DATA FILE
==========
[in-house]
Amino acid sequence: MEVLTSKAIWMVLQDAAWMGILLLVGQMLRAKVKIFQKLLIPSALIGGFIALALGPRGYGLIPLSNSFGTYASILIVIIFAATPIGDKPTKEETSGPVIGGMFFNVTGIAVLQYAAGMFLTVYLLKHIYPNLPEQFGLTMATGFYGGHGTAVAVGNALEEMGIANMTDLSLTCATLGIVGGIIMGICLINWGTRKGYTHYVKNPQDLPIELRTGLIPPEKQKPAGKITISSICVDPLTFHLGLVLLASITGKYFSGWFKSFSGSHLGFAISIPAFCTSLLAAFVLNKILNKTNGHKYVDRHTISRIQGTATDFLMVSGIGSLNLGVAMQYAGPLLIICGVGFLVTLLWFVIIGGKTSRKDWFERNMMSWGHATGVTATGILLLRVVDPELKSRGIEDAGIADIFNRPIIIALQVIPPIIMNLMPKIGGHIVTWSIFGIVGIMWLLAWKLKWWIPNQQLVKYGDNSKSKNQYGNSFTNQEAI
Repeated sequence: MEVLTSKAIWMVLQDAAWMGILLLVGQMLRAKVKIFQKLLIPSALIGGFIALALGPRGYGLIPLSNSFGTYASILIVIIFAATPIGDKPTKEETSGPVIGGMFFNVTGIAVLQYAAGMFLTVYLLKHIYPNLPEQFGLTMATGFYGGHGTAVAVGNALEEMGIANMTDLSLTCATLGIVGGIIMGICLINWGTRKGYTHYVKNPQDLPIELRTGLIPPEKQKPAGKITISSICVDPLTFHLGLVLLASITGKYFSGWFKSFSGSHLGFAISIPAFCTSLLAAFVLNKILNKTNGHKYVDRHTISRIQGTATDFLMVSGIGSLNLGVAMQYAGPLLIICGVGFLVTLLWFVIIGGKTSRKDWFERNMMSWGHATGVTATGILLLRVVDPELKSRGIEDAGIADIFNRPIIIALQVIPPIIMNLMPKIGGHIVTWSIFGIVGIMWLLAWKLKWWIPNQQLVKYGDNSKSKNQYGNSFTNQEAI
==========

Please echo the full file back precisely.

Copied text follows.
[in-house]
Amino acid sequence: MEVLTSKAIWMVLQDAAWMGILLLVGQMLRAKVKIFQKLLIPSALIGGFIALALGPRGYGLIPLSNSFGTYASILIVIIFAATPIGDKPTKEETSGPVIGGMFFNVTGIAVLQYAAGMFLTVYLLKHIYPNLPEQFGLTMATGFYGGHGTAVAVGNALEEMGIANMTDLSLTCATLGIVGGIIMGICLINWGTRKGYTHYVKNPQDLPIELRTGLIPPEKQKPAGKITISSICVDPLTFHLGLVLLASITGKYFSGWFKSFSGSHLGFAISIPAFCTSLLAAFVLNKILNKTNGHKYVDRHTISRIQGTATDFLMVSGIGSLNLGVAMQYAGPLLIICGVGFLVTLLWFVIIGGKTSRKDWFERNMMSWGHATGVTATGILLLRVVDPELKSRGIEDAGIADIFNRPIIIALQVIPPIIMNLMPKIGGHIVTWSIFGIVGIMWLLAWKLKWWIPNQQLVKYGDNSKSKNQYGNSFTNQEAI
Repeated sequence: MEVLTSKAIWMVLQDAAWMGILLLVGQMLRAKVKIFQKLLIPSALIGGFIALALGPRGYGLIPLSNSFGTYASILIVIIFAATPIGDKPTKEETSGPVIGGMFFNVTGIAVLQYAAGMFLTVYLLKHIYPNLPEQFGLTMATGFYGGHGTAVAVGNALEEMGIANMTDLSLTCATLGIVGGIIMGICLINWGTRKGYTHYVKNPQDLPIELRTGLIPPEKQKPAGKITISSICVDPLTFHLGLVLLASITGKYFSGWFKSFSGSHLGFAISIPAFCTSLLAAFVLNKILNKTNGHKYVDRHTISRIQGTATDFLMVSGIGSLNLGVAMQYAGPLLIICGVGFLVTLLWFVIIGGKTSRKDWFERNMMSWGHATGVTATGILLLRVVDPELKSRGIEDAGIADIFNRPIIIALQVIPPIIMNLMPKIGGHIVTWSIFGIVGIMWLLAWKLKWWIPNQQLVKYGDNSKSKNQYGNSFTNQEAI